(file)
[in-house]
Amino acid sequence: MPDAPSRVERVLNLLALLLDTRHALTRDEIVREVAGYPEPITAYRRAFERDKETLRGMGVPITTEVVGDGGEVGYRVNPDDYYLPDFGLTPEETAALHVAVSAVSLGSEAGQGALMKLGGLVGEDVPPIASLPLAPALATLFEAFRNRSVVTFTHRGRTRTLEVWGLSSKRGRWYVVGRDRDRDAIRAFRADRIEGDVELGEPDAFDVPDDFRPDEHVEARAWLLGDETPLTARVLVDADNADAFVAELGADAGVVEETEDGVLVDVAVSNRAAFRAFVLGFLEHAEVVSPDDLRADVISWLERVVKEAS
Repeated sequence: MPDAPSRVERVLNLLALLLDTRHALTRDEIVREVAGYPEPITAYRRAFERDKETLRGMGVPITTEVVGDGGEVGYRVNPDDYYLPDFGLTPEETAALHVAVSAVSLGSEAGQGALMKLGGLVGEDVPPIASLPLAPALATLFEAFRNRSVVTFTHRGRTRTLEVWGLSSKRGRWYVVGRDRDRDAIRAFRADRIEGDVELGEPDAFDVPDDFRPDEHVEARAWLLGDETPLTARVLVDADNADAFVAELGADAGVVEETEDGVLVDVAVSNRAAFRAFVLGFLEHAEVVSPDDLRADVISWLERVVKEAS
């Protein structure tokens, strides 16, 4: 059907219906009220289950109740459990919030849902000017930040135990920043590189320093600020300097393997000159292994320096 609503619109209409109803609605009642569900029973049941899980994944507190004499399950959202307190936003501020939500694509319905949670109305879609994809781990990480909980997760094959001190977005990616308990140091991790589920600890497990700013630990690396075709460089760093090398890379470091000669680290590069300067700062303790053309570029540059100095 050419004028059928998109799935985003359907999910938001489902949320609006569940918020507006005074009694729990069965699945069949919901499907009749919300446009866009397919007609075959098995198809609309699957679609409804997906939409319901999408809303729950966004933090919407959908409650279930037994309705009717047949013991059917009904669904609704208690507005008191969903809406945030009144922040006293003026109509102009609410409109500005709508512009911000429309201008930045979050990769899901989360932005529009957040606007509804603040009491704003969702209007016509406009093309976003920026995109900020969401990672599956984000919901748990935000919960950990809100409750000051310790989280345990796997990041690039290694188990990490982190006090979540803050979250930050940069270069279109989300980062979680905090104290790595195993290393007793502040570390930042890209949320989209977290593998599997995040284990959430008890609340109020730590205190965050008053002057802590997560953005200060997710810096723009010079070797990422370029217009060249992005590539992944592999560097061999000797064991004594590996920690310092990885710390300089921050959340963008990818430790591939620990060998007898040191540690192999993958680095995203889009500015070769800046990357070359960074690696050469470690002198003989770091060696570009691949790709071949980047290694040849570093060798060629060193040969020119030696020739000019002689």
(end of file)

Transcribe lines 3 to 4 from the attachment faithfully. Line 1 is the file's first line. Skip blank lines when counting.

Repeated sequence: MPDAPSRVERVLNLLALLLDTRHALTRDEIVREVAGYPEPITAYRRAFERDKETLRGMGVPITTEVVGDGGEVGYRVNPDDYYLPDFGLTPEETAALHVAVSAVSLGSEAGQGALMKLGGLVGEDVPPIASLPLAPALATLFEAFRNRSVVTFTHRGRTRTLEVWGLSSKRGRWYVVGRDRDRDAIRAFRADRIEGDVELGEPDAFDVPDDFRPDEHVEARAWLLGDETPLTARVLVDADNADAFVAELGADAGVVEETEDGVLVDVAVSNRAAFRAFVLGFLEHAEVVSPDDLRADVISWLERVVKEAS
């Protein structure tokens, strides 16, 4: 059907219906009220289950109740459990919030849902000017930040135990920043590189320093600020300097393997000159292994320096 609503619109209409109803609605009642569900029973049941899980994944507190004499399950959202307190936003501020939500694509319905949670109305879609994809781990990480909980997760094959001190977005990616308990140091991790589920600890497990700013630990690396075709460089760093090398890379470091000669680290590069300067700062303790053309570029540059100095 050419004028059928998109799935985003359907999910938001489902949320609006569940918020507006005074009694729990069965699945069949919901499907009749919300446009866009397919007609075959098995198809609309699957679609409804997906939409319901999408809303729950966004933090919407959908409650279930037994309705009717047949013991059917009904669904609704208690507005008191969903809406945030009144922040006293003026109509102009609410409109500005709508512009911000429309201008930045979050990769899901989360932005529009957040606007509804603040009491704003969702209007016509406009093309976003920026995109900020969401990672599956984000919901748990935000919960950990809100409750000051310790989280345990796997990041690039290694188990990490982190006090979540803050979250930050940069270069279109989300980062979680905090104290790595195993290393007793502040570390930042890209949320989209977290593998599997995040284990959430008890609340109020730590205190965050008053002057802590997560953005200060997710810096723009010079070797990422370029217009060249992005590539992944592999560097061999000797064991004594590996920690310092990885710390300089921050959340963008990818430790591939620990060998007898040191540690192999993958680095995203889009500015070769800046990357070359960074690696050469470690002198003989770091060696570009691949790709071949980047290694040849570093060798060629060193040969020119030696020739000019002689």